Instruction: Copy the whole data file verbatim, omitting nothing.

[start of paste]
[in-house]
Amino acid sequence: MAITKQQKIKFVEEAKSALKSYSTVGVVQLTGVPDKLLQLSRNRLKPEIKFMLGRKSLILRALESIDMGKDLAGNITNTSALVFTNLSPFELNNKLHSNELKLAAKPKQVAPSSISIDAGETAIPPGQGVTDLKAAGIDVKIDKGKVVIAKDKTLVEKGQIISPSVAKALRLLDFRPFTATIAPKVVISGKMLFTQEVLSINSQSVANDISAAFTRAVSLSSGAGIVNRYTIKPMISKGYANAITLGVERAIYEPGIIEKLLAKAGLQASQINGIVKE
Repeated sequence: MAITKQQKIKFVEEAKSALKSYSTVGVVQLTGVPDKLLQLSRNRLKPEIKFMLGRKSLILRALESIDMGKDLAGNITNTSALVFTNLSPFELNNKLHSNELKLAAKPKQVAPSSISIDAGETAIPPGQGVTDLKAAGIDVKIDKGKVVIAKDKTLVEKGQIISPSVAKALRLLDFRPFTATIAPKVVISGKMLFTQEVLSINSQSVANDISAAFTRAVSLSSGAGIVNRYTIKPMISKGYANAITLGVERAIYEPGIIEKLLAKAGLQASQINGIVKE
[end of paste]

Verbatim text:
[in-house]
Amino acid sequence: MAITKQQKIKFVEEAKSALKSYSTVGVVQLTGVPDKLLQLSRNRLKPEIKFMLGRKSLILRALESIDMGKDLAGNITNTSALVFTNLSPFELNNKLHSNELKLAAKPKQVAPSSISIDAGETAIPPGQGVTDLKAAGIDVKIDKGKVVIAKDKTLVEKGQIISPSVAKALRLLDFRPFTATIAPKVVISGKMLFTQEVLSINSQSVANDISAAFTRAVSLSSGAGIVNRYTIKPMISKGYANAITLGVERAIYEPGIIEKLLAKAGLQASQINGIVKE
Repeated sequence: MAITKQQKIKFVEEAKSALKSYSTVGVVQLTGVPDKLLQLSRNRLKPEIKFMLGRKSLILRALESIDMGKDLAGNITNTSALVFTNLSPFELNNKLHSNELKLAAKPKQVAPSSISIDAGETAIPPGQGVTDLKAAGIDVKIDKGKVVIAKDKTLVEKGQIISPSVAKALRLLDFRPFTATIAPKVVISGKMLFTQEVLSINSQSVANDISAAFTRAVSLSSGAGIVNRYTIKPMISKGYANAITLGVERAIYEPGIIEKLLAKAGLQASQINGIVKE